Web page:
The authors present shear strength measurements of iron up to pressures experienced in the Earth’s core. Hydrostatic X-ray spectroscopy and non-hydrostatic radial X-ray diffraction measurements of the deviatoric strain in hexagonally close-packed iron uniquely determine its shear strength to pressures above 200 GPa at room temperature.
We have analyzed gallstones from four patients of Europe and particularly from England (including samples from a mother and a daughter) and Greece. All cholesterol gallstones examined are well enriched in potentially toxic metals (Pb, as well as Ni in one case) and metalloids (As also in one case) as compared to the global average. The position of Zn, which is a characteristic biometal, in the structure of cholesterol, was investigated by molecular simulation using the Accelrys Materials Studio® software.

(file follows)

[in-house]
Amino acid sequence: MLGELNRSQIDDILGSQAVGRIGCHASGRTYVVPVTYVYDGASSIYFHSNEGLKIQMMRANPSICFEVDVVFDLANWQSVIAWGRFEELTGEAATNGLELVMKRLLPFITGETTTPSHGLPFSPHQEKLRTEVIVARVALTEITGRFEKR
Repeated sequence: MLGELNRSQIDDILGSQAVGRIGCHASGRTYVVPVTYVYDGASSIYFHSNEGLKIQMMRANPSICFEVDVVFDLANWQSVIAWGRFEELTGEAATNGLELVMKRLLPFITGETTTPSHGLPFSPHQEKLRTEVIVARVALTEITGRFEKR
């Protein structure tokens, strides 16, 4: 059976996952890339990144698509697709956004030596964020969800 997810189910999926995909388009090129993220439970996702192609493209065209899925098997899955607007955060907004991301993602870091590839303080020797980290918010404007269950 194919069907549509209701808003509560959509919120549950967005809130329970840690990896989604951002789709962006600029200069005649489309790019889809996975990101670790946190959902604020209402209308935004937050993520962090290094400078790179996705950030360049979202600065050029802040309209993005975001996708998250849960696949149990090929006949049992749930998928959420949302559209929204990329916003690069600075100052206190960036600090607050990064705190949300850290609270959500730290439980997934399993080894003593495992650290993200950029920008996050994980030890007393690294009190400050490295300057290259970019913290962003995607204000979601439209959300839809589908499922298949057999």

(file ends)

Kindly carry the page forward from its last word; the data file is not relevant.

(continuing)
The authors showed that mantle oxidation state varies systematically as a function of mantle source composition. Negative correlations between Fe3+/ΣFe ratios and indices of mantle enrichment such as 87Sr/86Sr, 208Pb/204Pb, Ba/La, and Nb/Zr ratios reveal that enriched mantle is more reduced than depleted mantle. Because upper mantle carbon may act to simultaneously reduce iron and generate melts that share geochemical traits with our reduced samples, we propose that carbon creates magmas at ridges that are reduced and enriched.
Both cinnabar (HgS) and metallic mercury (Hg0) were important resources throughout Andean prehistory. Cinnabar was used for millennia to make vermillion, a red pigment that was highly valued in pre-Hispanic Peru; metallic Hg0 has been used since the mid-16th century to conduct mercury amalgamation, an efficient process of extracting precious metals from ores.